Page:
by Noishkel (#47182029) Attached to: Intel Wants To Computerize Your Car

Why thank you captain sarcasm. I REALIZED that the current generation of systems don't directly tie into engine management systems. However continually stick more and more crap into a system leaves for the potentiality of more and more problems. Hell, one day someone might actually make a virus that gets in there and screws with the in car systems.

Hell here's possibility: these systems become standardized. So instead of hardware hackers tinkering with the devices from one maker they all only have to learn how to mess around with the one most common system or OS. Well by general numbers a certain amount of those guys are going to be full on black hat and there's no telling what kind of 'fun' they'll have then. Personally I wonder what would happen if someone made a hack that locks the in car stereo at maximum. Or... hell... could someone make the display suddenly show a high rate flashing image that can trigger a seizure? That would cause all kinds of havoc.

I FREELY admit that these are all really out there concepts. However I still contend that this idea could lead to them actually becoming a reality. Especially if automakers end up being lazy with their code.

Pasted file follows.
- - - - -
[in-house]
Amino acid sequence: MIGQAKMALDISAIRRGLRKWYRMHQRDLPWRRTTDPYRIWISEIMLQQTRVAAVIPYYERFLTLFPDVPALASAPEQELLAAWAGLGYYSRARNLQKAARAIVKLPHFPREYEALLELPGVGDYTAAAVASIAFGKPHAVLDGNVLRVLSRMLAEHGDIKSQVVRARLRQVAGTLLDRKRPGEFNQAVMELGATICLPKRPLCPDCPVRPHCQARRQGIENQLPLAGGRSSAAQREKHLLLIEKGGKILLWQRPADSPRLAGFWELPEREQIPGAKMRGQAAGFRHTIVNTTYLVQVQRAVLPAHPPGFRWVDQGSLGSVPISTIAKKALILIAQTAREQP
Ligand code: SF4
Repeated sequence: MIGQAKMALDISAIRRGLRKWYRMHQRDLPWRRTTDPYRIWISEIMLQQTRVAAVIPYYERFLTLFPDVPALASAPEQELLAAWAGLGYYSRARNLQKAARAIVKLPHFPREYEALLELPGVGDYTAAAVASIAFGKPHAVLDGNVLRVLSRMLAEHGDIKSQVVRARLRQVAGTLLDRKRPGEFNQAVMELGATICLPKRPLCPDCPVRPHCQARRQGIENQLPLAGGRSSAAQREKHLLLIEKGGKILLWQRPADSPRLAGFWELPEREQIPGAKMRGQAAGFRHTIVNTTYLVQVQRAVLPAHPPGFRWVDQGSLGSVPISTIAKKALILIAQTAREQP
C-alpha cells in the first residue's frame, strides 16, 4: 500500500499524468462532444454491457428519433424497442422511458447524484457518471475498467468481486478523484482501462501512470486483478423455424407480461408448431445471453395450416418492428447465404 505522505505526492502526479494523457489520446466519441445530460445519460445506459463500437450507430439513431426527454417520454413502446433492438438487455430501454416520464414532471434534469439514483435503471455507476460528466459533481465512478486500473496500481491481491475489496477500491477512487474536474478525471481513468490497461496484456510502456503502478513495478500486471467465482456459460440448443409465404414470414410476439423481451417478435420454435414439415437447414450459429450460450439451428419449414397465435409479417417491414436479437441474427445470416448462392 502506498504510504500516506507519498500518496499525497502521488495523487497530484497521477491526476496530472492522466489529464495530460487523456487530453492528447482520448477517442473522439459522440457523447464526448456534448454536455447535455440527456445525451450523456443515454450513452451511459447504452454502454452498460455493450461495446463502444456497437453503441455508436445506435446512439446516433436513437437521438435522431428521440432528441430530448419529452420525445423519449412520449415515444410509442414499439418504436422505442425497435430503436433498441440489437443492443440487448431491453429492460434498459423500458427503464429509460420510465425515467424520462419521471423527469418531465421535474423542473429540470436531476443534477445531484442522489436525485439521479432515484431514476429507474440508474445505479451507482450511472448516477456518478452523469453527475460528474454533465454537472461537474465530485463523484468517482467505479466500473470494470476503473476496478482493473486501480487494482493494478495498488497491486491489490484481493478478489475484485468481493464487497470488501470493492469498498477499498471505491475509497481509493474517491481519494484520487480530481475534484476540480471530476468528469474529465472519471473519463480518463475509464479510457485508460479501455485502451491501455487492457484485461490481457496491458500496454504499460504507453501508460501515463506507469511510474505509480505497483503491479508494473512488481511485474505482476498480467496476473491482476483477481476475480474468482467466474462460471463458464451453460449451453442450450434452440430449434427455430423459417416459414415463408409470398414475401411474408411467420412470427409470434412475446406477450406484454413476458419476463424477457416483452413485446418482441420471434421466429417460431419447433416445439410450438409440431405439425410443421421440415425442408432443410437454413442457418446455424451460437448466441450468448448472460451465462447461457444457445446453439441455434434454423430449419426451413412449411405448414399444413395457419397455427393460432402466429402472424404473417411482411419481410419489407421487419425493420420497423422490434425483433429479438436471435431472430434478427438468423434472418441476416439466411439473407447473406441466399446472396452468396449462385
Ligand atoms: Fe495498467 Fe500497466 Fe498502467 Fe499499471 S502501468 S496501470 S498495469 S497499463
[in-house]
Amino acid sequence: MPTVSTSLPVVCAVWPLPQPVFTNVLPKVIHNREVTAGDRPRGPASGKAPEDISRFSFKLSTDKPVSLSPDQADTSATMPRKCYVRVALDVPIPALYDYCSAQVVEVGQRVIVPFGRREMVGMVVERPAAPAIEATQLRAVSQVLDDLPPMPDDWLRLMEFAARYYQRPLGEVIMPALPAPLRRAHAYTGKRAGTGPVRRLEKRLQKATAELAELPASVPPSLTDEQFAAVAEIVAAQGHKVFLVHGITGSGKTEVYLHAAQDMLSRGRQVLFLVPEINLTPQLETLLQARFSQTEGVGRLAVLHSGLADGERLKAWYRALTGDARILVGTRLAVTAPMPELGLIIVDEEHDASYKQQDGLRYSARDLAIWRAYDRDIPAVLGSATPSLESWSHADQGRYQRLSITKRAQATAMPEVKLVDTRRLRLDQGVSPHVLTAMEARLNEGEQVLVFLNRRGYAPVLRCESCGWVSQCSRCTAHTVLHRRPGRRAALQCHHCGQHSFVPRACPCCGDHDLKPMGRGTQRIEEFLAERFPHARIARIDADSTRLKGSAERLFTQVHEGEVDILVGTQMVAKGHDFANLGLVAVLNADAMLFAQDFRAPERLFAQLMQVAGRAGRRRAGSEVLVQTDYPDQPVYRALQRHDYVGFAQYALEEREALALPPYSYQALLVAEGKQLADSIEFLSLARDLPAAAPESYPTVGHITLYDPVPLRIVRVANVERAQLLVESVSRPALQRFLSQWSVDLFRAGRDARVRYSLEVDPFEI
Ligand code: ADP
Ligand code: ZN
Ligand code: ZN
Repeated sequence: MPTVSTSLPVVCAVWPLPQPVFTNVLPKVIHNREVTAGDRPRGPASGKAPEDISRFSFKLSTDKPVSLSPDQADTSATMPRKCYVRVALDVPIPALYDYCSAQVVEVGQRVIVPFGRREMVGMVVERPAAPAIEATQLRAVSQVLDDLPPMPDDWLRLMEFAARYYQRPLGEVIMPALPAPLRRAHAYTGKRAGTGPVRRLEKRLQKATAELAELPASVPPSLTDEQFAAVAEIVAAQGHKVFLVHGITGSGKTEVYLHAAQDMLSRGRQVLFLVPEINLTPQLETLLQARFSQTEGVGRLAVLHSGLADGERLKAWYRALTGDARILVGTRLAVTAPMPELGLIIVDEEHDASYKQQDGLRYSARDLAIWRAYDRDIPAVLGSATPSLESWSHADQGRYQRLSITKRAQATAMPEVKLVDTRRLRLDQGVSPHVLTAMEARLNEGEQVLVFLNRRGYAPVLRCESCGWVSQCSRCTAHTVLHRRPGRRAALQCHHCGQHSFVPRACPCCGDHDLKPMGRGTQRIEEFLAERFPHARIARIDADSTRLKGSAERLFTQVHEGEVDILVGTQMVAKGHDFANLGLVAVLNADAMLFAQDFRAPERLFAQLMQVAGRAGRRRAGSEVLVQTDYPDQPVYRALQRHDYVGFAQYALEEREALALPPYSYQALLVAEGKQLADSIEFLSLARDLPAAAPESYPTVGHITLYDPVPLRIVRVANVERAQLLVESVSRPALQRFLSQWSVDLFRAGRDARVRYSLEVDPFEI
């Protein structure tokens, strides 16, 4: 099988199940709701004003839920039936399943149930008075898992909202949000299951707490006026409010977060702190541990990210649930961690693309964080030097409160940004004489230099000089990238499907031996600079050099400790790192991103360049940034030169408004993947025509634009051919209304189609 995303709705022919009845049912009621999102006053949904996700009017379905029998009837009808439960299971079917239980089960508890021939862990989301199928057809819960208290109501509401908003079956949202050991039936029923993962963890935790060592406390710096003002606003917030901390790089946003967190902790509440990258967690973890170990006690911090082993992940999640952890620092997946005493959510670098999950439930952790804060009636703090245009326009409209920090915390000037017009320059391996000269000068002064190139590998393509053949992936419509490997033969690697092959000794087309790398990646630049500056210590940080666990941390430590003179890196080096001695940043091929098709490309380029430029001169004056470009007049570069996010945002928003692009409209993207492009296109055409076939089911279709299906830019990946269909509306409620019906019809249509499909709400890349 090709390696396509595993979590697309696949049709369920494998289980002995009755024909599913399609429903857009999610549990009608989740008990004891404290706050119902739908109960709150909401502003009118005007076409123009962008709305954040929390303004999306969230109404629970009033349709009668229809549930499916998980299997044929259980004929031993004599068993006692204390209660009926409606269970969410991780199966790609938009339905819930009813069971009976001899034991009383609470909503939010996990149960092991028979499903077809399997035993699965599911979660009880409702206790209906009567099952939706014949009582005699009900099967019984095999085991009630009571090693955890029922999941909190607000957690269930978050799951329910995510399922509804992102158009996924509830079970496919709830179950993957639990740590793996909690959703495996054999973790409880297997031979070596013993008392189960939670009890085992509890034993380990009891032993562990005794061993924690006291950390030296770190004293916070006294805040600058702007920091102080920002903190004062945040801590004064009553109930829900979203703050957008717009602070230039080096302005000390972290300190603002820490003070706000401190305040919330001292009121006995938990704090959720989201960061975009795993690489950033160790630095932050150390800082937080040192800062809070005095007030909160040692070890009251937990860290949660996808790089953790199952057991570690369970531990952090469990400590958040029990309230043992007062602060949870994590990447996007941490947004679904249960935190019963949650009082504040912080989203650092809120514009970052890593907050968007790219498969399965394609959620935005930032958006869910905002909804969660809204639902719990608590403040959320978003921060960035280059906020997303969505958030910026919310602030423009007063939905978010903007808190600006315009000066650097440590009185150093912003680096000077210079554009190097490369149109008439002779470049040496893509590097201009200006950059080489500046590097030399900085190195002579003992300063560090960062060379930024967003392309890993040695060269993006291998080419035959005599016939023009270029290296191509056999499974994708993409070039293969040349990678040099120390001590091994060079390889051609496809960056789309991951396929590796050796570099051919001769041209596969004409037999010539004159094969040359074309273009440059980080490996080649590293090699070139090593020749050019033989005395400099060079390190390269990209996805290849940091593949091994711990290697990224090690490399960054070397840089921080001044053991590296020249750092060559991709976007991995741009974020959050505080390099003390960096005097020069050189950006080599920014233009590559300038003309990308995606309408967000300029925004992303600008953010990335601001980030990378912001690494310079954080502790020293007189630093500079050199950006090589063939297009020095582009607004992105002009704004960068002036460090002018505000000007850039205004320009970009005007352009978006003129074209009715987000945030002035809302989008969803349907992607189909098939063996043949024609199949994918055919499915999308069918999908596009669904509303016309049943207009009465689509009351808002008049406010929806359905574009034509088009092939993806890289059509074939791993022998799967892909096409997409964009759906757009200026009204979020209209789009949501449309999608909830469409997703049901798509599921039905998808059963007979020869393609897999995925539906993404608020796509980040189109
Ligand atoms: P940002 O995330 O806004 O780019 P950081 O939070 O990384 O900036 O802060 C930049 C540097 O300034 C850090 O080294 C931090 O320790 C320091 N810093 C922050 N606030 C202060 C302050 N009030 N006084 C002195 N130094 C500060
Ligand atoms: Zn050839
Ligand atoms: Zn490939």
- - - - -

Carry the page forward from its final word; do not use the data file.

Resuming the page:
Comment: How long before we see a virus in a car? (Score 2) 191 191

by Noishkel (#47161501) Attached to: Intel Wants To Computerize Your Car

I'm honestly curious is this is going to happen. Much like the Smart house story from a few days back I wonder what's going to happen when more of this rather useless crap gets wedged into a car and someone has a real serious failure that results in a crash. Well... actually we may have already had that. There was some rumors out there that the whole Toyota brake system fiasco wasn't actually caused by some weird problem with the floor mat but was actually a software issue.

Either way I'm really wondering if all this extra technology is really all that useful. Compared to just keep the systems in a car kind of 'dumb' and just sticking to hardened PLC style systems for engine management. Nothing flashy, just something rugged that won't fail.

Comment: Re:Critical piece in The Verge (Score 1) 311 311

by Noishkel (#47139401) Attached to: Solar Roadways Project Beats $1M Goal, Should Enter Production
I long time interested in solar technology as well as having spent most of my adult life in the trucking industry and I've looked THOROUGHLY at this plan and . And I am fully confident in say that this is the most IDIOTIC idea I've seen in a long long time. Not only does this plan have ZERO chance of working, but trying to implement this will probably kill people. Not only does the basic concept show a complete lack of knowledge of the fundamental of the base materials science it's also making really outrageous claims of just what it can do. The guy's site claims you can part a TANK on it...

Loan-department manager: "There isn't any fine print. At these interest rates, we don't need it."